Everybody loves a good bandwagon, and the “love” being showered on Khan Academy is one that initially elicited a shrug from me. Of course, when Bill Gates tells us that Khan is the “best teacher he’s ever seen” (and if he’s so in love with him, why hasn’t he endowed a position for him to work at the exclusive private school that his children attend? Do you think that for the $25,000 annual tuition, those teachers are showing Khan videos in their classrooms, or following the Common Core State Standards that Gates funded?)
Enough about that: let’s get to the meat of the matter – last Friday, which we all know is where breaking news goes to die, a report was released by an outfit known as the “SRI Foundation,” whose board of directors looks like the membership committee at some exclusive country club. The report was sponsored by, wait for it….. Bill & Melinda Gates (I can imagine what balancing a checkbook at the Gates’ household must be like: “Honey, did you write a check for $2,000,000 to the SRI Foundation last month? Do you remember what it was for?” )
There’s nothing surprising in the report: they surveyed a small group of schools who volunteered to take part in the study. Okay, strike one: if your school volunteered to be part of a study, does that truly mean it was a randomized sample? Let’s move on…
Here’s how the report describes the scope of the study, which surveyed 2,000 students each year and encompassed a variety of charter, independent and public schools (I wonder if Lakeside was included in this survey?) Overall, it was 9 “sites” (which I assume to be school districts?), 20 schools and 70 teachers.
One site, a public elementary school district, had the largest level of participation, involving 8 schools, more than 50 teachers, and over a 1000 students. In the other sites, participation ranged from a single school and teacher, to two to three schools and five to six teachers.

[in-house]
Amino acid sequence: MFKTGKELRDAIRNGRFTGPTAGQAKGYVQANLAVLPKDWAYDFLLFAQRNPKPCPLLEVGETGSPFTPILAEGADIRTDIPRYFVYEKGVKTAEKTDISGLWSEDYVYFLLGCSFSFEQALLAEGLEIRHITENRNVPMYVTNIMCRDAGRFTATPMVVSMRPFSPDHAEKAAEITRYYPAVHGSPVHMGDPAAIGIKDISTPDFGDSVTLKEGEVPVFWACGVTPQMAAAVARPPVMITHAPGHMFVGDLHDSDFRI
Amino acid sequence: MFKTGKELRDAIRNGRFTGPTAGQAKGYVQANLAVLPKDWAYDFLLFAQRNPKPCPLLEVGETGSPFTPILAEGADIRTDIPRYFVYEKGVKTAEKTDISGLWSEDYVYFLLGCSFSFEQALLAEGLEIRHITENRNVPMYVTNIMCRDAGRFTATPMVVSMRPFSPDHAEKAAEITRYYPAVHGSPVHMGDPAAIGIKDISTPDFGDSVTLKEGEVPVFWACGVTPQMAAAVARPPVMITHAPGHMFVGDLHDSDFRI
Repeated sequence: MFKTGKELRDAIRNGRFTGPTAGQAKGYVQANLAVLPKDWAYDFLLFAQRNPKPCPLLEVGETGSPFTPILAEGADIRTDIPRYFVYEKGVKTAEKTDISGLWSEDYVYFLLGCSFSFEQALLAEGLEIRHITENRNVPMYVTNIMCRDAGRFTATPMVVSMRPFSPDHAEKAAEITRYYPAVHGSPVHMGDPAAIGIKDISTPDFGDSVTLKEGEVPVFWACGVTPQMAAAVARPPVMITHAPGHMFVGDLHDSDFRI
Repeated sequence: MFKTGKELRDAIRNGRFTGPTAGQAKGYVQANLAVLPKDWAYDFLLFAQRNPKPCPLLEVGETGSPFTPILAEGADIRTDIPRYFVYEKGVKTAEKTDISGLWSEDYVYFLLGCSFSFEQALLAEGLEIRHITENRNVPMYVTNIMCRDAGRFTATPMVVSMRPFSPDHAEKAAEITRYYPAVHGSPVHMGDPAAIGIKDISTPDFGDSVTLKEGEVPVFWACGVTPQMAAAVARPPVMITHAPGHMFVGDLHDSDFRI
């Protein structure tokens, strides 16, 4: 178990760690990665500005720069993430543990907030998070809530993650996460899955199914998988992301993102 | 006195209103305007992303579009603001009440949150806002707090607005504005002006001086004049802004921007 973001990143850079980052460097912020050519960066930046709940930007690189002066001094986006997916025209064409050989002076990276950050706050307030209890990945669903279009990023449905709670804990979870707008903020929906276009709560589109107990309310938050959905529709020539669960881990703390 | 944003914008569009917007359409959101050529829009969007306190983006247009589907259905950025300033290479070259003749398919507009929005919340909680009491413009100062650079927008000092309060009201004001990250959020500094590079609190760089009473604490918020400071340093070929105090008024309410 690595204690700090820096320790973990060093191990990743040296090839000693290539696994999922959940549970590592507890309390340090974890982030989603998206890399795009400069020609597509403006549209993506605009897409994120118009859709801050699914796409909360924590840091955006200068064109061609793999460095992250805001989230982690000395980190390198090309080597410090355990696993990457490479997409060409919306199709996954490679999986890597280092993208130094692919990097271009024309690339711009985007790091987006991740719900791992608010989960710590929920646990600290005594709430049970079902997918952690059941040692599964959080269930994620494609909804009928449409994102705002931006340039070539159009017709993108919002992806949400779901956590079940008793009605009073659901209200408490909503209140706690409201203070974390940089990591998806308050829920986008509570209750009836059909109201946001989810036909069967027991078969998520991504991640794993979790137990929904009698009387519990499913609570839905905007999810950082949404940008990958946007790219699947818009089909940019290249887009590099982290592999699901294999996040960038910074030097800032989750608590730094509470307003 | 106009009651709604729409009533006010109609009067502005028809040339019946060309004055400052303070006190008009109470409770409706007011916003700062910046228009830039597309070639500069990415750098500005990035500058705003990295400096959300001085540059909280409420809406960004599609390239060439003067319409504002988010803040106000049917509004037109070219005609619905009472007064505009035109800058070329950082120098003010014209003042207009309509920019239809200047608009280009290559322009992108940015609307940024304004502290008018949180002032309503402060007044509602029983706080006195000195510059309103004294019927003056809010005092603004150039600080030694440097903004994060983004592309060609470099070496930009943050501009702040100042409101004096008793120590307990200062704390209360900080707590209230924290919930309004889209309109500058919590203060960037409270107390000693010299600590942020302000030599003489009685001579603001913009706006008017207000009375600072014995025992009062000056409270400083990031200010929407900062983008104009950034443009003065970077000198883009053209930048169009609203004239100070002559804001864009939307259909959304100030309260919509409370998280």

Okay, so it’s statistically small and not truly randomized. What’s not to like?
Of course, the authors of the report were realistic about what could be accomplished during this study:
For these reasons, it was methodologically unsound to conduct a rigorous evaluation of Khan Academy’s impact on learning during the study period, including any use of randomized control trials, which would have required Khan Academy tools and resources to remain unchanged during the study and for teachers and students to use Khan Academy the same way. Moreover, at all but one of the sites, Khan Academy was principally used as a supplementary tool—not as the core primary curriculum—so the effects of Khan Academy cannot be separated from those contributed by other elements of the math curriculum.
I’m sorry, so why are we reading this report again? Let’s figure this out: the authors acknowledge that there is no way to separate how using Khan Academy videos impacted the development of mathematical competence.
So why are we reading this report again? All of which is odd, because later in the report there are some actual “findings” which contradicts what the authors acknowledge would be impossible in the course of the “study.”